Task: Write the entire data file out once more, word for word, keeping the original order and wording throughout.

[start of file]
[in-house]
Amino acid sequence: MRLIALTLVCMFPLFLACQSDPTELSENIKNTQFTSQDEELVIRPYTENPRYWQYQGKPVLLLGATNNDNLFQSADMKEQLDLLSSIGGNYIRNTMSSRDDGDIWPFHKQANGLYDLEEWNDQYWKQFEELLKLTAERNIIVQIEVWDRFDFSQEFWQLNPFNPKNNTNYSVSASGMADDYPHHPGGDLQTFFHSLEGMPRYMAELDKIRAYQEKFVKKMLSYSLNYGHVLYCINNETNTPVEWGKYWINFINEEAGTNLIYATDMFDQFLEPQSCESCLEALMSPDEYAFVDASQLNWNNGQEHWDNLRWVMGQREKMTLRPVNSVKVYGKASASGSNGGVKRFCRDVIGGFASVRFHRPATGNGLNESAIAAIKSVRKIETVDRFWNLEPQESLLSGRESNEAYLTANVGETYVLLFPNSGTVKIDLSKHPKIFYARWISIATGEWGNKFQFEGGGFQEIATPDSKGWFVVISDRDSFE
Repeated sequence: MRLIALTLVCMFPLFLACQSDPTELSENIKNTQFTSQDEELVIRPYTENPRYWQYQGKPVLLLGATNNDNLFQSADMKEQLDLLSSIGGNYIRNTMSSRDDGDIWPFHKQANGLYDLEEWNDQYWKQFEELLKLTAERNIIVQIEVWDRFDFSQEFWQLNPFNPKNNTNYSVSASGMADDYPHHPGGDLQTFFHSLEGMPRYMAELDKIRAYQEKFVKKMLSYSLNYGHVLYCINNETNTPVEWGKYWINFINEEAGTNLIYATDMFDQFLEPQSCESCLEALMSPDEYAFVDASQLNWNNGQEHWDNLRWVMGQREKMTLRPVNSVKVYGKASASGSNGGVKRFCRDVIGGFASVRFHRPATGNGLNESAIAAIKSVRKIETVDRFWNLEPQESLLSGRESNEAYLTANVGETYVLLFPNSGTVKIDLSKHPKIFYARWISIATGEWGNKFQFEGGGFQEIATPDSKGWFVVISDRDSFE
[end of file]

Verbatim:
[in-house]
Amino acid sequence: MRLIALTLVCMFPLFLACQSDPTELSENIKNTQFTSQDEELVIRPYTENPRYWQYQGKPVLLLGATNNDNLFQSADMKEQLDLLSSIGGNYIRNTMSSRDDGDIWPFHKQANGLYDLEEWNDQYWKQFEELLKLTAERNIIVQIEVWDRFDFSQEFWQLNPFNPKNNTNYSVSASGMADDYPHHPGGDLQTFFHSLEGMPRYMAELDKIRAYQEKFVKKMLSYSLNYGHVLYCINNETNTPVEWGKYWINFINEEAGTNLIYATDMFDQFLEPQSCESCLEALMSPDEYAFVDASQLNWNNGQEHWDNLRWVMGQREKMTLRPVNSVKVYGKASASGSNGGVKRFCRDVIGGFASVRFHRPATGNGLNESAIAAIKSVRKIETVDRFWNLEPQESLLSGRESNEAYLTANVGETYVLLFPNSGTVKIDLSKHPKIFYARWISIATGEWGNKFQFEGGGFQEIATPDSKGWFVVISDRDSFE
Repeated sequence: MRLIALTLVCMFPLFLACQSDPTELSENIKNTQFTSQDEELVIRPYTENPRYWQYQGKPVLLLGATNNDNLFQSADMKEQLDLLSSIGGNYIRNTMSSRDDGDIWPFHKQANGLYDLEEWNDQYWKQFEELLKLTAERNIIVQIEVWDRFDFSQEFWQLNPFNPKNNTNYSVSASGMADDYPHHPGGDLQTFFHSLEGMPRYMAELDKIRAYQEKFVKKMLSYSLNYGHVLYCINNETNTPVEWGKYWINFINEEAGTNLIYATDMFDQFLEPQSCESCLEALMSPDEYAFVDASQLNWNNGQEHWDNLRWVMGQREKMTLRPVNSVKVYGKASASGSNGGVKRFCRDVIGGFASVRFHRPATGNGLNESAIAAIKSVRKIETVDRFWNLEPQESLLSGRESNEAYLTANVGETYVLLFPNSGTVKIDLSKHPKIFYARWISIATGEWGNKFQFEGGGFQEIATPDSKGWFVVISDRDSFE